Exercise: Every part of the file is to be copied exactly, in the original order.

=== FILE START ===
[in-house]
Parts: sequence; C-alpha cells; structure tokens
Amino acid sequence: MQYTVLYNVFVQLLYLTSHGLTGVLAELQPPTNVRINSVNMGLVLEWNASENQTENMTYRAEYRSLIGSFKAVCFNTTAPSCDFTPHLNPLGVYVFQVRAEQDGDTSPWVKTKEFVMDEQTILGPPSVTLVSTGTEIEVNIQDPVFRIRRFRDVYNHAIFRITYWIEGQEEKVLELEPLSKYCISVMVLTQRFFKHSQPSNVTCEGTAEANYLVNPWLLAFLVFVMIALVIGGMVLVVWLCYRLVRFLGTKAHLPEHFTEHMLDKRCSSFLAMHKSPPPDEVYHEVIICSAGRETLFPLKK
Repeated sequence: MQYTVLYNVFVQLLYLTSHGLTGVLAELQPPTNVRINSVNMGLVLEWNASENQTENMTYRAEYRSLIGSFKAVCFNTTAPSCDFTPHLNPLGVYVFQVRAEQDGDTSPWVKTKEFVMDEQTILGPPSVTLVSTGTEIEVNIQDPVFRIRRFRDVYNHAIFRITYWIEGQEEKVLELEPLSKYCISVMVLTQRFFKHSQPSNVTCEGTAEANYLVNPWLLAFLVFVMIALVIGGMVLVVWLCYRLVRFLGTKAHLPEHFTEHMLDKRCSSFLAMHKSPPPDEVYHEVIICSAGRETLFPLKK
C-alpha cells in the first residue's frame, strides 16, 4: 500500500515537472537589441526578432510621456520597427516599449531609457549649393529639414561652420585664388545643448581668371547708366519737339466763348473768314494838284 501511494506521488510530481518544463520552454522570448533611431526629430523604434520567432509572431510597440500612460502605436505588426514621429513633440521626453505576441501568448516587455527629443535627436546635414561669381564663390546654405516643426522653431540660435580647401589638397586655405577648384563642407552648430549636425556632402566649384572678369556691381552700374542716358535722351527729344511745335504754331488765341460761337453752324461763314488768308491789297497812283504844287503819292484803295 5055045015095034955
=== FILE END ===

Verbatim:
[in-house]
Parts: sequence; C-alpha cells; structure tokens
Amino acid sequence: MQYTVLYNVFVQLLYLTSHGLTGVLAELQPPTNVRINSVNMGLVLEWNASENQTENMTYRAEYRSLIGSFKAVCFNTTAPSCDFTPHLNPLGVYVFQVRAEQDGDTSPWVKTKEFVMDEQTILGPPSVTLVSTGTEIEVNIQDPVFRIRRFRDVYNHAIFRITYWIEGQEEKVLELEPLSKYCISVMVLTQRFFKHSQPSNVTCEGTAEANYLVNPWLLAFLVFVMIALVIGGMVLVVWLCYRLVRFLGTKAHLPEHFTEHMLDKRCSSFLAMHKSPPPDEVYHEVIICSAGRETLFPLKK
Repeated sequence: MQYTVLYNVFVQLLYLTSHGLTGVLAELQPPTNVRINSVNMGLVLEWNASENQTENMTYRAEYRSLIGSFKAVCFNTTAPSCDFTPHLNPLGVYVFQVRAEQDGDTSPWVKTKEFVMDEQTILGPPSVTLVSTGTEIEVNIQDPVFRIRRFRDVYNHAIFRITYWIEGQEEKVLELEPLSKYCISVMVLTQRFFKHSQPSNVTCEGTAEANYLVNPWLLAFLVFVMIALVIGGMVLVVWLCYRLVRFLGTKAHLPEHFTEHMLDKRCSSFLAMHKSPPPDEVYHEVIICSAGRETLFPLKK
C-alpha cells in the first residue's frame, strides 16, 4: 500500500515537472537589441526578432510621456520597427516599449531609457549649393529639414561652420585664388545643448581668371547708366519737339466763348473768314494838284 501511494506521488510530481518544463520552454522570448533611431526629430523604434520567432509572431510597440500612460502605436505588426514621429513633440521626453505576441501568448516587455527629443535627436546635414561669381564663390546654405516643426522653431540660435580647401589638397586655405577648384563642407552648430549636425556632402566649384572678369556691381552700374542716358535722351527729344511745335504754331488765341460761337453752324461763314488768308491789297497812283504844287503819292484803295 5055045015095034955